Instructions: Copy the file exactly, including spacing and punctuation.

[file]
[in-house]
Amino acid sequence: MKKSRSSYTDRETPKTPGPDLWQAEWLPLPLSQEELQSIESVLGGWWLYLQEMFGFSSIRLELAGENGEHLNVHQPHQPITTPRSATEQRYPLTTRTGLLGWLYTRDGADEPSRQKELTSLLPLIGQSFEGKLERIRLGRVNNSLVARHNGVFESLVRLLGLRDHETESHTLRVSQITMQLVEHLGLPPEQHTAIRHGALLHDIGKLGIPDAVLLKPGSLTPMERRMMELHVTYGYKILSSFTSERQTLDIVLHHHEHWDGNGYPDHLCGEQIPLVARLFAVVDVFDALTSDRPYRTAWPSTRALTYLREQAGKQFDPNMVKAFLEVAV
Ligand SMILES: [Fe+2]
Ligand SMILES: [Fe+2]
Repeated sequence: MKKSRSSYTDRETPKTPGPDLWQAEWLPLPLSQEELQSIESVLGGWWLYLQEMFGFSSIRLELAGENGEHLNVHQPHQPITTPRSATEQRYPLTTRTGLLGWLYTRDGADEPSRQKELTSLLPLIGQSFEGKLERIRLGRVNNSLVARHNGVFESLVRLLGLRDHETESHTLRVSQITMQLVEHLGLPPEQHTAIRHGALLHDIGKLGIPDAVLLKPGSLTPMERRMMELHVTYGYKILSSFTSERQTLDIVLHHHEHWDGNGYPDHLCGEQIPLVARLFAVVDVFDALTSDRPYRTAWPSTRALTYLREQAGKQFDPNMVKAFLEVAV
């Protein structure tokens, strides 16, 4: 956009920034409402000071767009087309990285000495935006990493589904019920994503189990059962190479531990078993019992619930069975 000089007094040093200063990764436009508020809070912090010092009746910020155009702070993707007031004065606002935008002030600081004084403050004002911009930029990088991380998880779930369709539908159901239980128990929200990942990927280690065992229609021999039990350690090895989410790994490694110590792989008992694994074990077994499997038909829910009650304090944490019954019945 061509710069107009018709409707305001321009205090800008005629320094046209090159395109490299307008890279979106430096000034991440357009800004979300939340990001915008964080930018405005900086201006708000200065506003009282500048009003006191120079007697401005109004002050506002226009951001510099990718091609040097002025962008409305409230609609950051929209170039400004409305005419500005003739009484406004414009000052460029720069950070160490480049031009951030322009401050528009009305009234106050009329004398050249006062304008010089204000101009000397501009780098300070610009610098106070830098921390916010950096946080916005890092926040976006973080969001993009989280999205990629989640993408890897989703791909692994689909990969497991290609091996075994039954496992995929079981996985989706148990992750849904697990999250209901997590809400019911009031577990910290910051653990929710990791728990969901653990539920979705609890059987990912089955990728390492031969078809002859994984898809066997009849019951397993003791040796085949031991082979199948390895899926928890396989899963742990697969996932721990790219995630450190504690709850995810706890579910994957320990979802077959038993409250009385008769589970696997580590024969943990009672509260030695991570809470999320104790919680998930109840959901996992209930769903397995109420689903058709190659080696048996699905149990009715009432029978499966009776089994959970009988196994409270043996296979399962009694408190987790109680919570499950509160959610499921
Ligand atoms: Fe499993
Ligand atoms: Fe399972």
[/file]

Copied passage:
[in-house]
Amino acid sequence: MKKSRSSYTDRETPKTPGPDLWQAEWLPLPLSQEELQSIESVLGGWWLYLQEMFGFSSIRLELAGENGEHLNVHQPHQPITTPRSATEQRYPLTTRTGLLGWLYTRDGADEPSRQKELTSLLPLIGQSFEGKLERIRLGRVNNSLVARHNGVFESLVRLLGLRDHETESHTLRVSQITMQLVEHLGLPPEQHTAIRHGALLHDIGKLGIPDAVLLKPGSLTPMERRMMELHVTYGYKILSSFTSERQTLDIVLHHHEHWDGNGYPDHLCGEQIPLVARLFAVVDVFDALTSDRPYRTAWPSTRALTYLREQAGKQFDPNMVKAFLEVAV
Ligand SMILES: [Fe+2]
Ligand SMILES: [Fe+2]
Repeated sequence: MKKSRSSYTDRETPKTPGPDLWQAEWLPLPLSQEELQSIESVLGGWWLYLQEMFGFSSIRLELAGENGEHLNVHQPHQPITTPRSATEQRYPLTTRTGLLGWLYTRDGADEPSRQKELTSLLPLIGQSFEGKLERIRLGRVNNSLVARHNGVFESLVRLLGLRDHETESHTLRVSQITMQLVEHLGLPPEQHTAIRHGALLHDIGKLGIPDAVLLKPGSLTPMERRMMELHVTYGYKILSSFTSERQTLDIVLHHHEHWDGNGYPDHLCGEQIPLVARLFAVVDVFDALTSDRPYRTAWPSTRALTYLREQAGKQFDPNMVKAFLEVAV
């Protein structure tokens, strides 16, 4: 956009920034409402000071767009087309990285000495935006990493589904019920994503189990059962190479531990078993019992619930069975 000089007094040093200063990764436009508020809070912090010092009746910020155009702070993707007031004065606002935008002030600081004084403050004002911009930029990088991380998880779930369709539908159901239980128990929200990942990927280690065992229609021999039990350690090895989410790994490694110590792989008992694994074990077994499997038909829910009650304090944490019954019945 061509710069107009018709409707305001321009205090800008005629320094046209090159395109490299307008890279979106430096000034991440357009800004979300939340990001915008964080930018405005900086201006708000200065506003009282500048009003006191120079007697401005109004002050506002226009951001510099990718091609040097002025962008409305409230609609950051929209170039400004409305005419500005003739009484406004414009000052460029720069950070160490480049031009951030322009401050528009009305009234106050009329004398050249006062304008010089204000101009000397501009780098300070610009610098106070830098921390916010950096946080916005890092926040976006973080969001993009989280999205990629989640993408890897989703791909692994689909990969497991290609091996075994039954496992995929079981996985989706148990992750849904697990999250209901997590809400019911009031577990910290910051653990929710990791728990969901653990539920979705609890059987990912089955990728390492031969078809002859994984898809066997009849019951397993003791040796085949031991082979199948390895899926928890396989899963742990697969996932721990790219995630450190504690709850995810706890579910994957320990979802077959038993409250009385008769589970696997580590024969943990009672509260030695991570809470999320104790919680998930109840959901996992209930769903397995109420689903058709190659080696048996699905149990009715009432029978499966009776089994959970009988196994409270043996296979399962009694408190987790109680919570499950509160959610499921
Ligand atoms: Fe499993
Ligand atoms: Fe399972």